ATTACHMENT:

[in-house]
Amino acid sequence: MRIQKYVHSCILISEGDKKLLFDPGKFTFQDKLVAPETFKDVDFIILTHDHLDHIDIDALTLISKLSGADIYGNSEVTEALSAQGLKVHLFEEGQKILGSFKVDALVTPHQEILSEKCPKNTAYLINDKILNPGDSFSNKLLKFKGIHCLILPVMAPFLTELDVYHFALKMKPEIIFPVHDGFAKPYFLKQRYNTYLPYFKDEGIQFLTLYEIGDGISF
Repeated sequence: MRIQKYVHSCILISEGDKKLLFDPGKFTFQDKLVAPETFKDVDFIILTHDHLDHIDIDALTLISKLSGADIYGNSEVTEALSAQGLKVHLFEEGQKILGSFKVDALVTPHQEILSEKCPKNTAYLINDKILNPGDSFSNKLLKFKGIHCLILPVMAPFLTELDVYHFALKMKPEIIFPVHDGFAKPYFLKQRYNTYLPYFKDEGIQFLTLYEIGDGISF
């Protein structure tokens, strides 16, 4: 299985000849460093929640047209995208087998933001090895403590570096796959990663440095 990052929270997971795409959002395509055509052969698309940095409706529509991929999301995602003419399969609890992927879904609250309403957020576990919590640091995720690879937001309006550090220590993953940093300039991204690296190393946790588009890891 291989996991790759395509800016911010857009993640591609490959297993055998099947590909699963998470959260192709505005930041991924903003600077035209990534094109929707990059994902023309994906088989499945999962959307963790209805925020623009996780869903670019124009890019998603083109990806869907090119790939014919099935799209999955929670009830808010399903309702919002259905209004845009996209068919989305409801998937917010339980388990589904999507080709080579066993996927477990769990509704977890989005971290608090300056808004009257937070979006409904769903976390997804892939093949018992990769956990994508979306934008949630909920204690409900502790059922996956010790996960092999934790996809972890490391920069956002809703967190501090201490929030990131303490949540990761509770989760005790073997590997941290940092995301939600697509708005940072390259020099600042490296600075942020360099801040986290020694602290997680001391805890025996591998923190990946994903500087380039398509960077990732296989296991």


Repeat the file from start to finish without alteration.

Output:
[in-house]
Amino acid sequence: MRIQKYVHSCILISEGDKKLLFDPGKFTFQDKLVAPETFKDVDFIILTHDHLDHIDIDALTLISKLSGADIYGNSEVTEALSAQGLKVHLFEEGQKILGSFKVDALVTPHQEILSEKCPKNTAYLINDKILNPGDSFSNKLLKFKGIHCLILPVMAPFLTELDVYHFALKMKPEIIFPVHDGFAKPYFLKQRYNTYLPYFKDEGIQFLTLYEIGDGISF
Repeated sequence: MRIQKYVHSCILISEGDKKLLFDPGKFTFQDKLVAPETFKDVDFIILTHDHLDHIDIDALTLISKLSGADIYGNSEVTEALSAQGLKVHLFEEGQKILGSFKVDALVTPHQEILSEKCPKNTAYLINDKILNPGDSFSNKLLKFKGIHCLILPVMAPFLTELDVYHFALKMKPEIIFPVHDGFAKPYFLKQRYNTYLPYFKDEGIQFLTLYEIGDGISF
């Protein structure tokens, strides 16, 4: 299985000849460093929640047209995208087998933001090895403590570096796959990663440095 990052929270997971795409959002395509055509052969698309940095409706529509991929999301995602003419399969609890992927879904609250309403957020576990919590640091995720690879937001309006550090220590993953940093300039991204690296190393946790588009890891 291989996991790759395509800016911010857009993640591609490959297993055998099947590909699963998470959260192709505005930041991924903003600077035209990534094109929707990059994902023309994906088989499945999962959307963790209805925020623009996780869903670019124009890019998603083109990806869907090119790939014919099935799209999955929670009830808010399903309702919002259905209004845009996209068919989305409801998937917010339980388990589904999507080709080579066993996927477990769990509704977890989005971290608090300056808004009257937070979006409904769903976390997804892939093949018992990769956990994508979306934008949630909920204690409900502790059922996956010790996960092999934790996809972890490391920069956002809703967190501090201490929030990131303490949540990761509770989760005790073997590997941290940092995301939600697509708005940072390259020099600042490296600075942020360099801040986290020694602290997680001391805890025996591998923190990946994903500087380039398509960077990732296989296991």